In commuting the 30-month jail sentence of convicted perjurer Lewis "Scooter" Libby, President Bush did not technically place himself above the law, since presidential commutations are clearly legal. What he did was to place his administration above accountability, and not for the first time. From the hundreds of signing statements on new laws to his refusal to comply with congressional investigations of the US attorneys' purge and the warrantless wiretapping of US citizens, Bush has acted as though the nation had one chance to hold him accountable, in the 2004 election -- and chose not to.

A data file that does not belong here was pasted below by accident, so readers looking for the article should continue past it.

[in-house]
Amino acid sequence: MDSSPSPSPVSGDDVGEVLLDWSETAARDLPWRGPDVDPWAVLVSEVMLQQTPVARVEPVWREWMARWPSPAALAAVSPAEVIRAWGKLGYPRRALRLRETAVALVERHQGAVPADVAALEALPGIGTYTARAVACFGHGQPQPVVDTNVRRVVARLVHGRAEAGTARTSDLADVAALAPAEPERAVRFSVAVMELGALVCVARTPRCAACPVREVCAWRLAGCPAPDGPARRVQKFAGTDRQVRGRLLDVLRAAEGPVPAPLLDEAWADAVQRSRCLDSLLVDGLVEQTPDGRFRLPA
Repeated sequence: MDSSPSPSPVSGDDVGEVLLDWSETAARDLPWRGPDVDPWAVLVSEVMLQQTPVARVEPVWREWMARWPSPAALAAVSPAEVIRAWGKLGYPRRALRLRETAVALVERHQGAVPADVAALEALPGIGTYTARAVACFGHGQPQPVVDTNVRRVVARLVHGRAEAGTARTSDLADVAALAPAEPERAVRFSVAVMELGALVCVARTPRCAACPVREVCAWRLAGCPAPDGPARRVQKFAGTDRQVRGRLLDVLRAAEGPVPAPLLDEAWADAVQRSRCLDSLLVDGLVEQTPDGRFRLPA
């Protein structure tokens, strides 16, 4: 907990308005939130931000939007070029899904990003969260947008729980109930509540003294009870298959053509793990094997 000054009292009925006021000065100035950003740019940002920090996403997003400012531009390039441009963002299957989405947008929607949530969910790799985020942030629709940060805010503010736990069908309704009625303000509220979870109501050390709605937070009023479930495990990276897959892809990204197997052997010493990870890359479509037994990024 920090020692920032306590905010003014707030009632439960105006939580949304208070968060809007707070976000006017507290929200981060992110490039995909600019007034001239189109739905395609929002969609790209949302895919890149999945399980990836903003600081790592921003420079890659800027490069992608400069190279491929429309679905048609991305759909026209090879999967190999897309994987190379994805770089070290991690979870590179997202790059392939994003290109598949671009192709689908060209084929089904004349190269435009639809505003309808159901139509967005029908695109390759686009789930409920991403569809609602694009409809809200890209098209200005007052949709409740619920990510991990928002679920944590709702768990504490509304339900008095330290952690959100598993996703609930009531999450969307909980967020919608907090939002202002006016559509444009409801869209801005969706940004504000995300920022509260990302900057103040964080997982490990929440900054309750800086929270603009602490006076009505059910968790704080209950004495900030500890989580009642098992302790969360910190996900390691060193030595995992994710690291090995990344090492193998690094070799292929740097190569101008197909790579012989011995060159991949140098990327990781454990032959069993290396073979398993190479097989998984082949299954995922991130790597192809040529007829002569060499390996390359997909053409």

The perjury charges against Libby grew out of prosecutor Patrick Fitzgerald's investigation into the leaking of CIA agent Valerie Plame's identity. That disclosure turned out to have been incidental to the attempt to discredit Plame's husband, Joseph Wilson, a former US diplomat. In a now-famous op ed piece in the New York Times, Wilson asserted that the administration had ignored information casting doubt on the administration's insinuation that Saddam Hussein was developing nuclear weapons.
The case of Libby, formerly the top aide of Vice President Dick Cheney, demonstrated that the administration would go to great lengths to suppress any questioning of its decisions. By commuting Libby's sentence, Bush has shown a similar willingness to shield top officials in his adminstration from the consequences of their deeds.